Whilst he’s not up there with the really big name French designers of the 1960s and 70s Ted Lapidus made a significant contribution to the rapidly changing fashions of the time and to this day his influence can still be seen on high streets and boulevards throughout Europe.
When we think of French designers from the Swinging Sixties names like Yves Saint Laurent or Pierre Cardin spring to mind as the big hitters who seemed to dominate the scene of the time. However, as with all fashion circles, it was often the smaller, lesser-known designers who had the most influence even if they weren’t always up there in the limelight. Ted Lapidus may not be a familiar name now but he designed clothes for John Lennon, he is credited with making denim jeans acceptable in the mainstream, he was the man who moved the safari suit from the wide open African plains to the Parisian catwalks and he was the first designer to experiment with unisex clothing.
Born Edmond Lapidus in Paris (where else!) in 1929, he studied medicine at the University of Paris but soon realised he would have to study for a long time and at great cost to qualify when instead he could make a living from his love of clothes – a love he inherited from his father, a Russian immigrant tailor. Whilst at University he taught himself fashion design and when the Second World War drew to a close he quietly dropped his medical studies and became a part-time fashion designer. Following a remarkable stint in post-war Tokyo studying the contrast between traditional craft techniques and high-quality mass production he joined Dior in 1949 where he served an apprenticeship of sorts before setting up his own label in 1951. With the backing of French warbler Charles Aznavour he opened his first haute couture salon in 1957 and the same year opened his first unisex boutique called Tedd. The way he embraced both the high-end of fashion and appealed to ordinary men and women was a long-running theme with Lapidus and drew admiration from many of his contemporaries.
In 1963 Ted presented his first fashion show in Paris and shortly after became part of the French fashion aristocracy when he was inducted in La Chambre Syndicale de la Haute Couture meaning he could legitimately use the term haute couture to describe his hand-made items (haute couture meaning literally high dressmaking or high sewing.) Ever one to keep his feet on the ground though (and to spot a good sales opportunity) he caused quite a scandal when he mass produced the pieces from his show and sold them through La Belle Jardinière, a Parisian department store and also its 250 budget stores spread throughout France – not the kind of thing haute couture designers are supposed to do and he was almost blackballed from La Chambre having only just been admitted. He was in many ways the enfant terrible of French fashion and his refusal to conform to the stuffy norms of the traditionalists put a lot of upturned French fashionista noses out of joint.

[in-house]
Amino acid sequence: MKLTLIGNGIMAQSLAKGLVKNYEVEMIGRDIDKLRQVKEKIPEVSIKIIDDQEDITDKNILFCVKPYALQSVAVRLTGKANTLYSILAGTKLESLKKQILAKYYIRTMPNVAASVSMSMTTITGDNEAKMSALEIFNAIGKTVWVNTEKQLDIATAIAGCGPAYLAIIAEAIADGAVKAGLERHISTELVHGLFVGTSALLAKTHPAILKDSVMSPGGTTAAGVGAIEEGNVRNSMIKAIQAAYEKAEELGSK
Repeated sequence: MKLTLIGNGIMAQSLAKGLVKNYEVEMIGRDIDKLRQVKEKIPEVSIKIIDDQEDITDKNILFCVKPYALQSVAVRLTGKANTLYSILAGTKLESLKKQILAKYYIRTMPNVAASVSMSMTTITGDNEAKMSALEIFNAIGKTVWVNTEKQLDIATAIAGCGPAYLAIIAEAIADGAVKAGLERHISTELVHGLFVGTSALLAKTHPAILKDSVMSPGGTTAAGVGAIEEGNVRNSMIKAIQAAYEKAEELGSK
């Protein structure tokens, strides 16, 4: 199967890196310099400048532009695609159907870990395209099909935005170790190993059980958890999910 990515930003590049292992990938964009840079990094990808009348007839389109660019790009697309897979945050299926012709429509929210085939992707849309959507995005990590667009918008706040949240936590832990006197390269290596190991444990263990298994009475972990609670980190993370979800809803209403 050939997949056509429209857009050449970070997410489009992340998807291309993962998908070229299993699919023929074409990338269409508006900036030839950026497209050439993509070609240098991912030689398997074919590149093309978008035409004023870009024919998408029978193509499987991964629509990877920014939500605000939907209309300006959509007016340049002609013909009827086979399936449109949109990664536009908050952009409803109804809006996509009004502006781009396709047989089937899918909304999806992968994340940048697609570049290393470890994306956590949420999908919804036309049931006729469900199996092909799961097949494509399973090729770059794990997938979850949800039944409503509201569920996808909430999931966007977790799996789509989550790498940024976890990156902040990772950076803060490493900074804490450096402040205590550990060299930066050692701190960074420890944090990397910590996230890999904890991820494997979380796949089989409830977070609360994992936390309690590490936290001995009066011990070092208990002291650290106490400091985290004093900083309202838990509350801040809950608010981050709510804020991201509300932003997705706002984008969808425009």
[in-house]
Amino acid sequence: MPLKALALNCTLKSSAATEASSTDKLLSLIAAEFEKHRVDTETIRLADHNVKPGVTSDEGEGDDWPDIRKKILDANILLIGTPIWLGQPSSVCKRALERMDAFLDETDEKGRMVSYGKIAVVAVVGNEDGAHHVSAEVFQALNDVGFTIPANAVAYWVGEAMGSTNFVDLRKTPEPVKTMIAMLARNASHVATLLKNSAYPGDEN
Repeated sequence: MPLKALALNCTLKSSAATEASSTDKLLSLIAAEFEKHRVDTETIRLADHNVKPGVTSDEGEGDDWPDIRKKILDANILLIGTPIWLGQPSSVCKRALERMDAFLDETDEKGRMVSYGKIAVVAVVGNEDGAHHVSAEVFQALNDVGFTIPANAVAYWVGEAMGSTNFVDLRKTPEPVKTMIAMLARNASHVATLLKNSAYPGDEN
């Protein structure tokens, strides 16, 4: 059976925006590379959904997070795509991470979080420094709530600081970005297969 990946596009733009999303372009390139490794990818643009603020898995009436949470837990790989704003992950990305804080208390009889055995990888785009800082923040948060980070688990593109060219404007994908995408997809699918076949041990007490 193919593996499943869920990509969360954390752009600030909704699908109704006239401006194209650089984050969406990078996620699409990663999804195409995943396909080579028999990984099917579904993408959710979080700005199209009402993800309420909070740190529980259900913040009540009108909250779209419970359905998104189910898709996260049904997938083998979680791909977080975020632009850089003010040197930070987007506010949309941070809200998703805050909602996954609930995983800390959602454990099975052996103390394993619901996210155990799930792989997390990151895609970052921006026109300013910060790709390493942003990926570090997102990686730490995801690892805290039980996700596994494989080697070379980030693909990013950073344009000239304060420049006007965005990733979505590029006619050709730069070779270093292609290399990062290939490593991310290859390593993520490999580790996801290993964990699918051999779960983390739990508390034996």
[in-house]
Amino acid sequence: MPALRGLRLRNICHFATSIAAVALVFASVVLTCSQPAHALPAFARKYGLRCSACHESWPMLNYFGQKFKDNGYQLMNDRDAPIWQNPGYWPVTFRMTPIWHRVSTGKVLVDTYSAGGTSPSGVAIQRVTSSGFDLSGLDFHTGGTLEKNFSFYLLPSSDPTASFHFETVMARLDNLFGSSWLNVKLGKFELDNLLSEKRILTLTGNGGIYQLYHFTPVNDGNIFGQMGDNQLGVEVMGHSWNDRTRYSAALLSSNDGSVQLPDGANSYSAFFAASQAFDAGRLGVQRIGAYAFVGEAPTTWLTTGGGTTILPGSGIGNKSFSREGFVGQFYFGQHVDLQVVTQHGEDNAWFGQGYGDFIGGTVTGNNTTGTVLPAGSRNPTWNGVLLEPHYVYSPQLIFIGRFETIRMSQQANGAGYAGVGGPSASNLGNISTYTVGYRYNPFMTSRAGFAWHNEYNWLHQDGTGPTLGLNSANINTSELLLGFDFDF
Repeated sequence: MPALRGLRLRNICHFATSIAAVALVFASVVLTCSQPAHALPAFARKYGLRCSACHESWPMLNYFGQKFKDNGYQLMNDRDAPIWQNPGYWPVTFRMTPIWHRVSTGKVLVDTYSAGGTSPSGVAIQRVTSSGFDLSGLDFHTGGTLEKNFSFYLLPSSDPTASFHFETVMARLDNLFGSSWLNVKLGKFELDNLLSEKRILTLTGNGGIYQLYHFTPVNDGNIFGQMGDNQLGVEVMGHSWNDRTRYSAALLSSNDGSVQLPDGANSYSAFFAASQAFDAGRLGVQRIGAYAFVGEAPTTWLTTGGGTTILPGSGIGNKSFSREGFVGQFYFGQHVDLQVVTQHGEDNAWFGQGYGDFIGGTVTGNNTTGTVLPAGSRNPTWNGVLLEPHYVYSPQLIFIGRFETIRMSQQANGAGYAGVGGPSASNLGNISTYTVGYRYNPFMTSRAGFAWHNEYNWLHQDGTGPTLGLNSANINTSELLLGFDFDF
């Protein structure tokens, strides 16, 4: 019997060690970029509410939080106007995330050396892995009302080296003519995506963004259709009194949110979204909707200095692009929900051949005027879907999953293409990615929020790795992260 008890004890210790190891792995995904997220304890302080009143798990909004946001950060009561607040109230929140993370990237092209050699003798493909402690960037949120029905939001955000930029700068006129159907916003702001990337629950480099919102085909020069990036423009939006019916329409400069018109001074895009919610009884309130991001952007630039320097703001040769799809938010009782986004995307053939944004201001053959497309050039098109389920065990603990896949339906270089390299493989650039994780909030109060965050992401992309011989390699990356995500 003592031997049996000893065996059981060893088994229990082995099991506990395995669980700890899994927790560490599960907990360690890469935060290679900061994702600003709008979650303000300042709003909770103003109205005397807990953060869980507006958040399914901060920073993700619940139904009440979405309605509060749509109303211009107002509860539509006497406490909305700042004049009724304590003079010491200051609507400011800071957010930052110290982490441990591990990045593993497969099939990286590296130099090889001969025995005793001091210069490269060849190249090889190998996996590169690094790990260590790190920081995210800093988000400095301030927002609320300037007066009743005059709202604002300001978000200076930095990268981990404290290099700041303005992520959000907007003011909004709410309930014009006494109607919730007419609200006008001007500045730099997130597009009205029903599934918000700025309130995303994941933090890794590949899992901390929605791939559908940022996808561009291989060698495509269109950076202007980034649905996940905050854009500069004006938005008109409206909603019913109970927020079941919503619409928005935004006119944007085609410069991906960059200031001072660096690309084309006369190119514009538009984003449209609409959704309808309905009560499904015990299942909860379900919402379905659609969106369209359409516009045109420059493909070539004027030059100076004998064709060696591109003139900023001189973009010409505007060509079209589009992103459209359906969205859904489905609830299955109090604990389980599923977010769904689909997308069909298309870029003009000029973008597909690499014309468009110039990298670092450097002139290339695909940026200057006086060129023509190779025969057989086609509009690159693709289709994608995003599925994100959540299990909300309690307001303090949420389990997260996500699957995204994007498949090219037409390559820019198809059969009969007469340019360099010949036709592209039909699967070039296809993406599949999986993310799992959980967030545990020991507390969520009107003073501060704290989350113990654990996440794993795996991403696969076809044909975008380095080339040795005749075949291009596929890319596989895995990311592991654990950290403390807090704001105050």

By the mid-sixties he was on a roll and with the rapidly changing nature of fashion at the time was in his element producing military inspired coats, silver paper dresses, denim designer jeans and probably the look he’s best known for – the safari suit. His style was acknowledged for its clean, uncomplicated lines and excellent cut of the material in fact one of his notable and no doubt most appealing tag lines at the time was: “My clothes make anyone look 10lbs slimmer and 10 years younger”. His appeal was such that a number of French stars of the time wore his clothes including Brigitte Bardot, Jean Seberg and Alan Delon. He was the first designer to take Twiggy out of a mini-skirt and put her in a suit and tie which chimed with his thinking of making clothing unisex, a concept we take for granted now but back in the 1960s clothing styles were very much defined by gender and Lapidus was one of the first designers to move away from that. He also designed the white suit John Lennon wore on the cover of Abbey Road and in the Imagine video (the suit incidentally sold at auction for $120,000 in 2005 and was then sold on again in 2011 for a ‘mere’ $46,000 – vintage celebrity clothing has never been a good long-term investment in our humble opinion).
In 1969 in a bizarre but evidently smart move, and as result of his confidence in the mass-production techniques he’d studied in Japan, Lapidus came to an agreement with the Israeli government whereby he became design supremo for the whole of Israel’s fashion industry in return for half of his business. By the end of 1970 every item in the Israeli ready-to-wear market was stamped with the Ted Lapidus trademark and half the profits went his way too.
As the 1970s progressed Lapidus saw the future not so much in haute couture clothes but rather in accessories and perfumes and was one of the first to move into designer scents forging an alliance with L’Oreal as early as 1970. During the 1980s the company suffered through not having the backing of one of the large conglomerates and slipped away from the mainstream. In 1989 Lapidus ceded control of the business to his son Olivier although they had one or two battles after this including one memorable fall out which led to the reputably prickly Ted suing his own son. However after many threats and further spats they eventually kissed and made up. The business still trades to this day although they completely moved away from haute couture in 2000 and Ted Lapidus passed away in December 2008. Such was his influence on French fashion that the then French president Nicolas Sarkozy was moved to call him “the poet of French couture”.